The U.S. government is still working to continue the flow of American citizens and special immigrant visa holders out of Afghanistan, Pentagon Press Secretary John F. Kirby said today.
Kirby was commenting on a statement from Secretary of Defense Lloyd J. Austin III who said in Brussels "We continue to work to ensure that those people who have helped us have the opportunity to leave the country if they so desire."
Kirby told reporters Austin was referring to the larger U.S. Government role, which he called an "interagency effort to continue to work with veterans groups and other private organizations to find ways to continue the flow of American citizens and SIVs out of Afghanistan."
Austin was not speaking about a specific military role. The U.S. military mission is over. DOD is working with ad hoc groups who are working to facilitate the transit of Americans or endangered Afghans and their families from the Taliban-controlled country.
Kirby called these discussions "fairly informal," and that he understands they happen often. State Department officials are the main players in these discussions. "It's more sort of continuous communication about information on … certain groups of individuals, that they can bring to our attention and we can continue to work to make arrangements to get them out," he said.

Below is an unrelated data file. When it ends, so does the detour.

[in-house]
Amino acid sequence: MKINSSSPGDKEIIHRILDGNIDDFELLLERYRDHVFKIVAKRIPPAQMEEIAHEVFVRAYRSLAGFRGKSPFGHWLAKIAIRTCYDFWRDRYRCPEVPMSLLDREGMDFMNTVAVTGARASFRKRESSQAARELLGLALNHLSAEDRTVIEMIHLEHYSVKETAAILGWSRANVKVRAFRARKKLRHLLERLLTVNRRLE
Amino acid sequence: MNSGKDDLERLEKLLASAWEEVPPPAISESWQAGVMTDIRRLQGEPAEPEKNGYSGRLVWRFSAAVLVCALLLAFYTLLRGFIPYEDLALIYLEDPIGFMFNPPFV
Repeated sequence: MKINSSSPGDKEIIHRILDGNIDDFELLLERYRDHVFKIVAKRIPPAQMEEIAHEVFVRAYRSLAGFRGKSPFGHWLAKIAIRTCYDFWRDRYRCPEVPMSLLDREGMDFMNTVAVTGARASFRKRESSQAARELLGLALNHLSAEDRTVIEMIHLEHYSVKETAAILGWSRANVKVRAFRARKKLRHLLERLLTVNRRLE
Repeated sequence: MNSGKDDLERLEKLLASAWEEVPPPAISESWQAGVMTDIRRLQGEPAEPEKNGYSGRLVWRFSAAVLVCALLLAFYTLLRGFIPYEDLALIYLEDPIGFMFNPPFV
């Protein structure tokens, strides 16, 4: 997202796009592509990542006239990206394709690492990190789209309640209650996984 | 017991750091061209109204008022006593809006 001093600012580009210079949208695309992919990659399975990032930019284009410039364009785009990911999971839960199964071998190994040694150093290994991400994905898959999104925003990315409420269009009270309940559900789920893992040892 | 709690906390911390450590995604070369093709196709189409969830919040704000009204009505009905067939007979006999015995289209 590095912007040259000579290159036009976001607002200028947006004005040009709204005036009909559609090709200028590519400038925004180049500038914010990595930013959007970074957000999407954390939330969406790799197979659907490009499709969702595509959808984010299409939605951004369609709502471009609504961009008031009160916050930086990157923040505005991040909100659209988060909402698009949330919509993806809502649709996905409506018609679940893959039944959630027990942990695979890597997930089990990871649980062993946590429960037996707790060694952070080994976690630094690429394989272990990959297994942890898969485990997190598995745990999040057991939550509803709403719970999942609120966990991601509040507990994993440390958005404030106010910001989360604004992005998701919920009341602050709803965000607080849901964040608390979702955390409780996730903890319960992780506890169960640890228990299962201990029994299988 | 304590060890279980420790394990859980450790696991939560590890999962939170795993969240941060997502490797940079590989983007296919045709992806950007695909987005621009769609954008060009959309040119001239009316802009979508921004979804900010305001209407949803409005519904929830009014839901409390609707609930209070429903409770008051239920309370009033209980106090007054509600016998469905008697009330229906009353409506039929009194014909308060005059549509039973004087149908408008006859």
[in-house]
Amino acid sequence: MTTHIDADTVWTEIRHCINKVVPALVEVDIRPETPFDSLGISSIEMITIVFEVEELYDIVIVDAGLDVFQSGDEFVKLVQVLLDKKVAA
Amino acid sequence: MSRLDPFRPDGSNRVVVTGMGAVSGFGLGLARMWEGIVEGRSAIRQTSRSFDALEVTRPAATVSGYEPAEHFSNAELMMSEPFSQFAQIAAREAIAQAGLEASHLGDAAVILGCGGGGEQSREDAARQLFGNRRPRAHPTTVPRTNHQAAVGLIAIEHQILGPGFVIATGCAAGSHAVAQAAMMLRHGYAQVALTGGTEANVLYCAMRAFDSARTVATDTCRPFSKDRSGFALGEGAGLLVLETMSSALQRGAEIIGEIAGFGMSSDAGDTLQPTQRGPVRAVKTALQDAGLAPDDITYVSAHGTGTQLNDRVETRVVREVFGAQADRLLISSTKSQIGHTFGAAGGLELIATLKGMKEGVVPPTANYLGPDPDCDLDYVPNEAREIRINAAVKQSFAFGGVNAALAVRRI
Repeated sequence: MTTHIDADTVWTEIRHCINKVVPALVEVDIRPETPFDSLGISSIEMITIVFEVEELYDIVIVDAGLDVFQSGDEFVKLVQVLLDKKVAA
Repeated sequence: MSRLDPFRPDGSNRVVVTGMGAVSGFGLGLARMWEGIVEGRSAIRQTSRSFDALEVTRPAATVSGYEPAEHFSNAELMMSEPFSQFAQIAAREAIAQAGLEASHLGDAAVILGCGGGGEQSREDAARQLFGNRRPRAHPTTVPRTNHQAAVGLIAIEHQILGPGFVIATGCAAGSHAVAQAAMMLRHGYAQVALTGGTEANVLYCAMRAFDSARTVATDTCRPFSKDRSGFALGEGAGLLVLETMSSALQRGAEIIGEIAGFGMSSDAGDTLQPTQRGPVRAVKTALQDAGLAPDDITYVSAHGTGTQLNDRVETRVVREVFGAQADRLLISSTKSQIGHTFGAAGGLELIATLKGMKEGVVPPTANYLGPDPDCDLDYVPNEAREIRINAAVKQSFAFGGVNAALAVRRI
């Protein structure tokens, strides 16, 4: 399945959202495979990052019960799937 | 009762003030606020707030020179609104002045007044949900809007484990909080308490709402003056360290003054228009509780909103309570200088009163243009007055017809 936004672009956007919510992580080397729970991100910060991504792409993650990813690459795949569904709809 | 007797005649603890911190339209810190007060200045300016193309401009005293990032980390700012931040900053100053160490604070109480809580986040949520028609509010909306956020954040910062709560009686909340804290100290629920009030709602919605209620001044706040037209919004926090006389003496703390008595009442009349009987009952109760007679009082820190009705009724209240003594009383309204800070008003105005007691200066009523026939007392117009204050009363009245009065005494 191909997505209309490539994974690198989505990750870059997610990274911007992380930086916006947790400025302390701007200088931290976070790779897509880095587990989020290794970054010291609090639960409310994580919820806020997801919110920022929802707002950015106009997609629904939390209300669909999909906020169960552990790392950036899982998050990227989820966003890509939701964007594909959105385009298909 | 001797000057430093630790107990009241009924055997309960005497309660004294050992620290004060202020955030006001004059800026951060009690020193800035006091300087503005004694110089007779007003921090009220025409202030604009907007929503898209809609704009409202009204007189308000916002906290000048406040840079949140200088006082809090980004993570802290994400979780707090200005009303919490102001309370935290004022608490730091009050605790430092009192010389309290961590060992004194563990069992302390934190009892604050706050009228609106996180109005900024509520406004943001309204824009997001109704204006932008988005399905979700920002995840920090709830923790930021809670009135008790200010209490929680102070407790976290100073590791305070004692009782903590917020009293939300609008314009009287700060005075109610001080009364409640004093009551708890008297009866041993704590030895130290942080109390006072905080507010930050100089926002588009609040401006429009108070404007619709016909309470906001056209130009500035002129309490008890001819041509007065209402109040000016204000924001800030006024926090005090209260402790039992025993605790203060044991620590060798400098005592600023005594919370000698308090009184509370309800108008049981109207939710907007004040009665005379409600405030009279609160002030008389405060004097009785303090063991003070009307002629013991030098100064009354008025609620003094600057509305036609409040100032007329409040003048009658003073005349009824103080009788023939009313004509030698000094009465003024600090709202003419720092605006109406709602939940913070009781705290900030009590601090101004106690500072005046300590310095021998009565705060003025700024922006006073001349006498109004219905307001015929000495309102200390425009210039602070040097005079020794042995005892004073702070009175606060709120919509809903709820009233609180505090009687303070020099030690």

Right now there are just over 3,000 Afghan evacuees in the U.S. Central Command region, Kirby said. In U.S. European Command that number is down to 463. At eight bases in the United States there are 53,157. "Thus far 6,689 of them have been released for resettlement, and they are on their way to their new lives," Kirby said.
DOD is helping house the refugees in the United States, but the responsibility for processing and resettling them belongs to the States Department and Department of Homeland Security. The U.S. government is working with humanitarian organizations to help the evacuees. "A lot of local aid organizations and, frankly, just citizens that live outside … these eight bases are donating all kinds of things — largely clothing and toys for kids," Kirby said. "So, there's been an outpouring throughout the country, particularly in these communities outside these spaces of support for these people."